Interestingly, our founder and CEO just made a statement about "Too Localized" today, which is why I held off on closing it. I left a comment asking for clarification but haven't received a response yet.
The linked answer suggests that "too localized" is reserved for a question that's relevant to practically no one other than the author, or if the answer would become irrelevant by tomorrow. I think this is a rather localized definition for Too Localized but it's always been difficult to define exactly where the boundary is. "Central Texas" isn't exactly a tiny place.
My feeling is that the localized issue isn't really the problem here. Rather, "Where can I find X in Y" questions are a problem for some of the same reasons that recipe polls are: They imply a list of things, rather than one or a few definitive answers, and the potential universe of shopping questions is very possibly bigger than that of all other cooking questions combined, especially when you factor in the possibility of there being one for each ingredient or piece of equipment in every single city.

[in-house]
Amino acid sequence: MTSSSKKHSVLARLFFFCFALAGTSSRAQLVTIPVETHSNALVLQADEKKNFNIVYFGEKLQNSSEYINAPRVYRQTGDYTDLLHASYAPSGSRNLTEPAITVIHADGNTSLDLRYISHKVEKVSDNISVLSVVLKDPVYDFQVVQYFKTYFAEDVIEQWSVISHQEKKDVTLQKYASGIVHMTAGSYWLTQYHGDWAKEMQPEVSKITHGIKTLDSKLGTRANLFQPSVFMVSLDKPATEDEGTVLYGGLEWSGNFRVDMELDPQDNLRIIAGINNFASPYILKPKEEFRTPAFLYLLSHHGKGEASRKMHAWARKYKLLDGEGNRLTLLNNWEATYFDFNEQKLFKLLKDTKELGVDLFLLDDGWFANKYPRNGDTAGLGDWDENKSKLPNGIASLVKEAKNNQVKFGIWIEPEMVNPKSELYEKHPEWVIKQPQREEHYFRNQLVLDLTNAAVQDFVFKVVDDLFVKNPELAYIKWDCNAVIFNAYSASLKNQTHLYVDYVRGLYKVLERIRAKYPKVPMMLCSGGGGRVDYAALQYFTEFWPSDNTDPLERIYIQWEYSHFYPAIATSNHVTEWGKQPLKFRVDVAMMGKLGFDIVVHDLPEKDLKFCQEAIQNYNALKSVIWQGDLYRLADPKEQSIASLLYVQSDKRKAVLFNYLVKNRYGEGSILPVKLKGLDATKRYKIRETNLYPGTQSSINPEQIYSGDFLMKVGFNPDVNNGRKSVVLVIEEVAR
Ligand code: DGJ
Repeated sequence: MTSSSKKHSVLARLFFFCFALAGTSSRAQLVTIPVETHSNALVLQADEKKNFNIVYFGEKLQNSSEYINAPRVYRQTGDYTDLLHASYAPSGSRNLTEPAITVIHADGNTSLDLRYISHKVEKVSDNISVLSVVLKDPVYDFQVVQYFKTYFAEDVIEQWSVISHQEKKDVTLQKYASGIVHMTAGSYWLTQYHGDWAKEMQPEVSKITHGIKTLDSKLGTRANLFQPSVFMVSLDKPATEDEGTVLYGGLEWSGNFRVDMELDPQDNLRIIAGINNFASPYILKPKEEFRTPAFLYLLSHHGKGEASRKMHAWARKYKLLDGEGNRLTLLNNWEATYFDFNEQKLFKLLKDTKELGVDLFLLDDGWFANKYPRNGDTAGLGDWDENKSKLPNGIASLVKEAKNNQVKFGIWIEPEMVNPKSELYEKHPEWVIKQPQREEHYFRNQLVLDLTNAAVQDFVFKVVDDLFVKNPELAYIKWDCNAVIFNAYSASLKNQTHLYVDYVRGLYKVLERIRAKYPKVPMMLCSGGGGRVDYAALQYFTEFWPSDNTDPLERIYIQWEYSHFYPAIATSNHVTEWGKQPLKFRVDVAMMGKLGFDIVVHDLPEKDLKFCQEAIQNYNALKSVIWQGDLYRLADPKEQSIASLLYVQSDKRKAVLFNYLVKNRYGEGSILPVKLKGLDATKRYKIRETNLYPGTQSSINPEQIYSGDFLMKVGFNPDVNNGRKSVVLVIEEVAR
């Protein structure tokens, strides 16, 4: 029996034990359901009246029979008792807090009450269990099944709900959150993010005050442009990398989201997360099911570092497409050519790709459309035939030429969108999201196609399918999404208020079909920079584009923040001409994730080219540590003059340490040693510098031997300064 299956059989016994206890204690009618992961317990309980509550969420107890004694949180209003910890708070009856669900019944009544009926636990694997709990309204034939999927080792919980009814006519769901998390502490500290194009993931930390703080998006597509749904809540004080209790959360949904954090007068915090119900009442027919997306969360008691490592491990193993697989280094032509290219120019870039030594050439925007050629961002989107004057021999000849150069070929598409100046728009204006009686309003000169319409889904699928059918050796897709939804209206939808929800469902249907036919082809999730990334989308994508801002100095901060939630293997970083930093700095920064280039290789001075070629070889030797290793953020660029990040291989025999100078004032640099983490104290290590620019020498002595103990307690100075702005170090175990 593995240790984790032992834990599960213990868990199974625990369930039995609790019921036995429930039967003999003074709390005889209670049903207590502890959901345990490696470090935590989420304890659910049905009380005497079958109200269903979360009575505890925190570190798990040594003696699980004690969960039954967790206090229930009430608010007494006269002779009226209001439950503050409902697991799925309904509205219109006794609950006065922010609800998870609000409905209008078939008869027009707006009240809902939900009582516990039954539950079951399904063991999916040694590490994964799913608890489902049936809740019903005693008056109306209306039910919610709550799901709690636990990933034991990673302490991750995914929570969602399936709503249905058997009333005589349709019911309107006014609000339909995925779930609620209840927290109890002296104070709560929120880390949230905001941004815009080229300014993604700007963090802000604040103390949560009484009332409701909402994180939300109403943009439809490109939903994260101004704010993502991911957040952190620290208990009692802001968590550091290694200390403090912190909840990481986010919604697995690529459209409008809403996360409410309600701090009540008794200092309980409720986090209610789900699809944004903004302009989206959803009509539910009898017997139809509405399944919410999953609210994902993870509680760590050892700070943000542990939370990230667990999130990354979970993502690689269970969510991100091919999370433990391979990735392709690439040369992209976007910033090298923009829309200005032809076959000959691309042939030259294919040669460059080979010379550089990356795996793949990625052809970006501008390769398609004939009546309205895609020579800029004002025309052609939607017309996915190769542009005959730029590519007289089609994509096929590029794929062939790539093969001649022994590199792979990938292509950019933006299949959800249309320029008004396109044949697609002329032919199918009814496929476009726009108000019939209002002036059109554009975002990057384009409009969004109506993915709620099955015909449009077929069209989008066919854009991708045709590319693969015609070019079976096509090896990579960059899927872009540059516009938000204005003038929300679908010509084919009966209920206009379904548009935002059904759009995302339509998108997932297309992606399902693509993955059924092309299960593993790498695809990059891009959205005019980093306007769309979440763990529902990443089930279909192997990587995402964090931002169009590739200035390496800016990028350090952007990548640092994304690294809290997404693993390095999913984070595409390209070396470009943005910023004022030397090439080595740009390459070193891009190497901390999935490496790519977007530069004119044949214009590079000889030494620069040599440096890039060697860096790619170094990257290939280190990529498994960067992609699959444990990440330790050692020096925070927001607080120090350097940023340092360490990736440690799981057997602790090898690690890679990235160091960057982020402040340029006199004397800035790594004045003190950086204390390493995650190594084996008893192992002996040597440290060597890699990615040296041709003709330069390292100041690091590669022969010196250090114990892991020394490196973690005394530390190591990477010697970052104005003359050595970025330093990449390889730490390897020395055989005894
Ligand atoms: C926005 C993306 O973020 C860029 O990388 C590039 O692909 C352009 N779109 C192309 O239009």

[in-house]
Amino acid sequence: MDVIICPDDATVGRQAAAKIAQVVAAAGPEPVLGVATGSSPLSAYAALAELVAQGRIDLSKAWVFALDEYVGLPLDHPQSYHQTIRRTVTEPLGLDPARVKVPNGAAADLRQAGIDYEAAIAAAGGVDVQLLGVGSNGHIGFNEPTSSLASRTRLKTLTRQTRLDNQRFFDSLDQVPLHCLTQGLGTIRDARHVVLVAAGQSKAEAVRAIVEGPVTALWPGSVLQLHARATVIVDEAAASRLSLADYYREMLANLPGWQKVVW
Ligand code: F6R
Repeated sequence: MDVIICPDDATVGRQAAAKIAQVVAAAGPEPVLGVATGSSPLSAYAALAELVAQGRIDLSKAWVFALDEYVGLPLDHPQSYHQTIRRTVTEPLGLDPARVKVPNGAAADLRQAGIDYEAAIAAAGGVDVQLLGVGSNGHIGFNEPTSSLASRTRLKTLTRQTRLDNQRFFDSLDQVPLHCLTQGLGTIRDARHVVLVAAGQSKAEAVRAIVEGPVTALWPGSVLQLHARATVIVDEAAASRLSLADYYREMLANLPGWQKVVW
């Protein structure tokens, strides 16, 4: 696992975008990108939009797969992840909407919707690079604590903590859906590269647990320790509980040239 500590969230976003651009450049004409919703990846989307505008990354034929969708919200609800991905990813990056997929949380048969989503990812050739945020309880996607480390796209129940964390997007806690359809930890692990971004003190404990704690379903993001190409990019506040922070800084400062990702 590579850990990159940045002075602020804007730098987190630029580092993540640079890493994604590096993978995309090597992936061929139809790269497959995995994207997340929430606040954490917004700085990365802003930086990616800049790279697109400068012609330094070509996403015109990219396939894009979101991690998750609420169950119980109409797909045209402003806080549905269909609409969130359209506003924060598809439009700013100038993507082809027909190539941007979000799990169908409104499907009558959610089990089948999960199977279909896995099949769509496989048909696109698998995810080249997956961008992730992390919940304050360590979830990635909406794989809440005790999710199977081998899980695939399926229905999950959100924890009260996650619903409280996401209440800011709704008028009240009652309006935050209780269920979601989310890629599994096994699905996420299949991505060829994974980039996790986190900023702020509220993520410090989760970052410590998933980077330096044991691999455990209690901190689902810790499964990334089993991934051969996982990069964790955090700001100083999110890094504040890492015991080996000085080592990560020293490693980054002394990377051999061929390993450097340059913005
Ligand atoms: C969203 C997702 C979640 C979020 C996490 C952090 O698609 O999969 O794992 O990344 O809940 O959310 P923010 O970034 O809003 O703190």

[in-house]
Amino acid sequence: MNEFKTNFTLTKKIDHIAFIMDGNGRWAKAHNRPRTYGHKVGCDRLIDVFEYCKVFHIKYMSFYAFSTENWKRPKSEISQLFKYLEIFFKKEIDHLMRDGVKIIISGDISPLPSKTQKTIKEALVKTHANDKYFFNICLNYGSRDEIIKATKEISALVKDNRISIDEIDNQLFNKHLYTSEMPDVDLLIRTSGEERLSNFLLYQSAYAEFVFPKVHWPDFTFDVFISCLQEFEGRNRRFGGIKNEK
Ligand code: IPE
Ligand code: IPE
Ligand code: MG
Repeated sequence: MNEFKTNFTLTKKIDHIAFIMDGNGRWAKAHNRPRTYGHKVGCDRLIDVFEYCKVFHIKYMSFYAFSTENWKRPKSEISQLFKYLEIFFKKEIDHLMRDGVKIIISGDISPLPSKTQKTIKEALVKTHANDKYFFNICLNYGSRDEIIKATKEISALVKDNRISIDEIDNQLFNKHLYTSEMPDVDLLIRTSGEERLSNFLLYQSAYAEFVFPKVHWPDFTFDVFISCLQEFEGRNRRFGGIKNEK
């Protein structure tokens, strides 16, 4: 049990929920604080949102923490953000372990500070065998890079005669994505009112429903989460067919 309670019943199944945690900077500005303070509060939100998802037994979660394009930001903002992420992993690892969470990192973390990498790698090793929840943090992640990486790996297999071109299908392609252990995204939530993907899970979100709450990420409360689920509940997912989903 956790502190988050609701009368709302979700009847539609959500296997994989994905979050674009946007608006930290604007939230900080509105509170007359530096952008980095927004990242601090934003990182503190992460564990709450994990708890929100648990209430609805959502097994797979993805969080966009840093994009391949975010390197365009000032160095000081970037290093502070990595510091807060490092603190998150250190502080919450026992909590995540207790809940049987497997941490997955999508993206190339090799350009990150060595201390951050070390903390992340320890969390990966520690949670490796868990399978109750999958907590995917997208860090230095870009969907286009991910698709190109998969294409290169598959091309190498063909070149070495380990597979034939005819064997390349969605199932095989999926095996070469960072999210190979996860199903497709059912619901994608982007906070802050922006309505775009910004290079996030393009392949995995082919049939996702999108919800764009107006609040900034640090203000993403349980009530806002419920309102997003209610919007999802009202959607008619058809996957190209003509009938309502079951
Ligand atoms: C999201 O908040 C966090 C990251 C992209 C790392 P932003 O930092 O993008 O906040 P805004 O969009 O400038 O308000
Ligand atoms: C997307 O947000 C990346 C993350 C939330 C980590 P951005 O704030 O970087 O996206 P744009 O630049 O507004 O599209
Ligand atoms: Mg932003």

I honestly would like to be able to say that the questions should stay; there's a real problem to be solved (it's not speculation or silliness) and most of the time the asker has genuinely attempted to solve the problem themselves before coming for help. It has all the characteristics of a good question, and yet, if we allowed every possible variant of that question, it would bury us.
More conventional/traditional forums usually solve this problem with local subforums. We don't have that option. We're stuck between a rock and a hard place; either we close a few legitimate questions or we run the risk of drowning out all the other questions amongst shopping threads that 99% of members aren't interested in.
I want to say to these people: It's not you, it's us. Your question was fine. We are just not equipped to deal with them as a matter of policy. Our software wasn't designed for it. I doubt that it's very comforting for the people who get their questions closed.
Anyway, that's my long-winded explanation of why I think we should continue to close these questions despite Joel's comments. I'm open to suggestions, though.